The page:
The figure moved along the walking path with a slowness that was almost painful. Dark skinned and aged, she leaned against a walker that helped her stay upright but provided no other assistance in mobility. She wore a long shirt and one could see that, beneath it, she wore a pair of men’s work pants. She also wore men’s work shoes, slit down each side. I was on a bench reading a book and tried not to notice her as she drew near. No luck. Reaching me, she spun her walker around and steadied herself as she sat down beside me.
I kept reading. She poked me in the side. “You white folks shore don’t like us, do you?”
“Excuse me?” I managed in the form of a question. I made sure anyone listening knew I was insulted.
“People who have to walk places,” she said.
“What do you mean?”
“You just treat us like domesticated canines.”
It dawned on me. It was C.W. “What are you doing?” I said.
“Resting from what?” I asked.
“From going to and fro in the earth, and from walking up and down in it.,” he said.
“Give me a break,” I said.
“I thought you white folks didn’t like colored people, like your president,” he said. “But you really, really, really, don’t like folks who have to walk places.”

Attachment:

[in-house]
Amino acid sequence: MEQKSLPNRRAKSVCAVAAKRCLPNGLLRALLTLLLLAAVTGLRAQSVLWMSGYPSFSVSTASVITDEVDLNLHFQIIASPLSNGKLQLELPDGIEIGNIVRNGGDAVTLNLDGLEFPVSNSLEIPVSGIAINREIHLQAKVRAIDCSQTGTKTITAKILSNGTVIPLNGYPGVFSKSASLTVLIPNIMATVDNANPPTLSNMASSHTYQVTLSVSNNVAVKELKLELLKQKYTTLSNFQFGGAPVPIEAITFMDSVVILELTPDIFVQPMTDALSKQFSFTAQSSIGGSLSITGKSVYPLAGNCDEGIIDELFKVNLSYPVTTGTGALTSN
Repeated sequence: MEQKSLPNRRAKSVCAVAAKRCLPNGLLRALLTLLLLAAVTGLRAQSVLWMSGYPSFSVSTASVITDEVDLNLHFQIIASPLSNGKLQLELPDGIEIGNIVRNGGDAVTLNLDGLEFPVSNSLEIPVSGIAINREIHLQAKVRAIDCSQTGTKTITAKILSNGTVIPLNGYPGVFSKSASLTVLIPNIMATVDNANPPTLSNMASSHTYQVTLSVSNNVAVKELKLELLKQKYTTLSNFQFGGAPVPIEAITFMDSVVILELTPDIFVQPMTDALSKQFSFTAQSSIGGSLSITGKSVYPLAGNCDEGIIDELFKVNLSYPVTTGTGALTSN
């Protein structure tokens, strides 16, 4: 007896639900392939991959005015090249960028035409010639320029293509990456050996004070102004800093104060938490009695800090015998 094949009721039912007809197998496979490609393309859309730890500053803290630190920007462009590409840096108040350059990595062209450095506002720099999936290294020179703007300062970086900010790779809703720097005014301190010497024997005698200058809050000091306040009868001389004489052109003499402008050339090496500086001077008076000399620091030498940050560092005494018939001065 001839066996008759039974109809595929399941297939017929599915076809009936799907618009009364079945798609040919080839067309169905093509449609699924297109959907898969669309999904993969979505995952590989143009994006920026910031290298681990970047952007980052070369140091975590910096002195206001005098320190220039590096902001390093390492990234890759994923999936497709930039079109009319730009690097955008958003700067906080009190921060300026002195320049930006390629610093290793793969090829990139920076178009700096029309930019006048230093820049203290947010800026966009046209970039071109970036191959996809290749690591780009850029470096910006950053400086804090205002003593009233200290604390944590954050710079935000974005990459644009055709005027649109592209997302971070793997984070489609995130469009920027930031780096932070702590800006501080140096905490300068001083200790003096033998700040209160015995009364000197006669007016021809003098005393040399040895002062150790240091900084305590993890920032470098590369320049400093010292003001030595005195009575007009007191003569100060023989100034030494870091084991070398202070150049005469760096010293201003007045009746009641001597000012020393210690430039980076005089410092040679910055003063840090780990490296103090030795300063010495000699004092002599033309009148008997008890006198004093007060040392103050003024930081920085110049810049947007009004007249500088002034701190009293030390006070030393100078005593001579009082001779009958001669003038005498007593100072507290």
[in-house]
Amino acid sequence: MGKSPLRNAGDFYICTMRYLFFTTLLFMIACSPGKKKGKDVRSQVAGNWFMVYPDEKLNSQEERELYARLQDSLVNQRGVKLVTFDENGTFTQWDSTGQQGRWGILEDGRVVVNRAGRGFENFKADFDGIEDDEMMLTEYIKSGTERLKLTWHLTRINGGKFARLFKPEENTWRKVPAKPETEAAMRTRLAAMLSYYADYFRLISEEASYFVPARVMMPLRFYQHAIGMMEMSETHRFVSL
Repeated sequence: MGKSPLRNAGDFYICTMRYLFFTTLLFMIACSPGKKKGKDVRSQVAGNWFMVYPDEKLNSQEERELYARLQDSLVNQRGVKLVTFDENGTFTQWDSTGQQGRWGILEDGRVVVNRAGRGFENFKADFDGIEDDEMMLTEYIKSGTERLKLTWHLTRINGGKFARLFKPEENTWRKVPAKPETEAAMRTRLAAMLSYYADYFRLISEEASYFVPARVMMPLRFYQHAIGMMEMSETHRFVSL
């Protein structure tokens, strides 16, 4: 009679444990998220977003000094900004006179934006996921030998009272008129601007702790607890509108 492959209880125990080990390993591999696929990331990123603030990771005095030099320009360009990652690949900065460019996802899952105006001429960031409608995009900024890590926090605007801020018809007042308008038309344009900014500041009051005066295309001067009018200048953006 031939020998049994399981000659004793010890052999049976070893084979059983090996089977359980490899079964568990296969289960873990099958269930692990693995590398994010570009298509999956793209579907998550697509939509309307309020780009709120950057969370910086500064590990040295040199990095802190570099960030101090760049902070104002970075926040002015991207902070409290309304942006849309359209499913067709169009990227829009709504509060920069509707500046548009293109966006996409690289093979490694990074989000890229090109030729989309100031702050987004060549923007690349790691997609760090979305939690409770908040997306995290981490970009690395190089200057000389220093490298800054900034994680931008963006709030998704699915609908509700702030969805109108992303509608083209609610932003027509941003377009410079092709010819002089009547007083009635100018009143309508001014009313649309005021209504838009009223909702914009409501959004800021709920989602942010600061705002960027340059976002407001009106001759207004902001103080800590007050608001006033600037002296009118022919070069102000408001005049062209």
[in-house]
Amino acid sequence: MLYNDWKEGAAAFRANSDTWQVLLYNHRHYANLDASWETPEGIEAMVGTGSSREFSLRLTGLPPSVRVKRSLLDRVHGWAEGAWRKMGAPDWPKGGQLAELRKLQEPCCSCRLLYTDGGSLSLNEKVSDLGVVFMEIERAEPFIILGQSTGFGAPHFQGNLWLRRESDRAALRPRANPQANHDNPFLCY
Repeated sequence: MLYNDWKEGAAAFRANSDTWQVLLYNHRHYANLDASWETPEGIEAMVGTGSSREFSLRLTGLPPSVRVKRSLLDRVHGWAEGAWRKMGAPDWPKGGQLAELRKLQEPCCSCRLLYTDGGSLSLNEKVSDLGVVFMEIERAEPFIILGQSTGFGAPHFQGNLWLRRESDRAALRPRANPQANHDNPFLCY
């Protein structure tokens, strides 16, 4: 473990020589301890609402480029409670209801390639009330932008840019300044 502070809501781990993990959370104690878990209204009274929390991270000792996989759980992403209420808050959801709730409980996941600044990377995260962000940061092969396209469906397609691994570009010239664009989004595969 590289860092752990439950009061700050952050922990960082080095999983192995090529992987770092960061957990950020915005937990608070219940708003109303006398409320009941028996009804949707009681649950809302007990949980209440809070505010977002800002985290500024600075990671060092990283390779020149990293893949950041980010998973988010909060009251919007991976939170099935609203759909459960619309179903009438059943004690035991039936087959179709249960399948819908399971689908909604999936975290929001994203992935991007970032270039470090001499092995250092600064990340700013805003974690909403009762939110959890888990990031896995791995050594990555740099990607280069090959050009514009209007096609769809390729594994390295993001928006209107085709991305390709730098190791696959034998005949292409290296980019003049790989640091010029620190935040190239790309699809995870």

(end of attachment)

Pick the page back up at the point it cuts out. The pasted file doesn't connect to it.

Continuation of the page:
“Don’t talk like that,” I said.
“I’m sorry. I mean pedestrians.”
“I’m talking about what you call people,” I said.
“What do you call them?”
“Just people,” I said.
“Tell you what,” he said.
“Why don’t you come go walking with me?”
“Sorry, I’m busy right now.” I held up my book.
“Crossing streets given over to homicidal maniacs in personal vehicles.”
“No,” I said. “I do it all the time.”
“How long you been walking?”
“Since I was two or so.”
“No, I mean your species.”
If you count our closest relatives, more than five million years or so, as I understand it.”
“And how long you been driving cars?”
“A little over a hundred years.”
“Don’t make no sense to me.”
I made a show of returning to my book.
“You like to read?”
“Very much,” I said. He didn’t take the hint.
“Do all members of your species read?”
“No, only a small percentage of them bother.”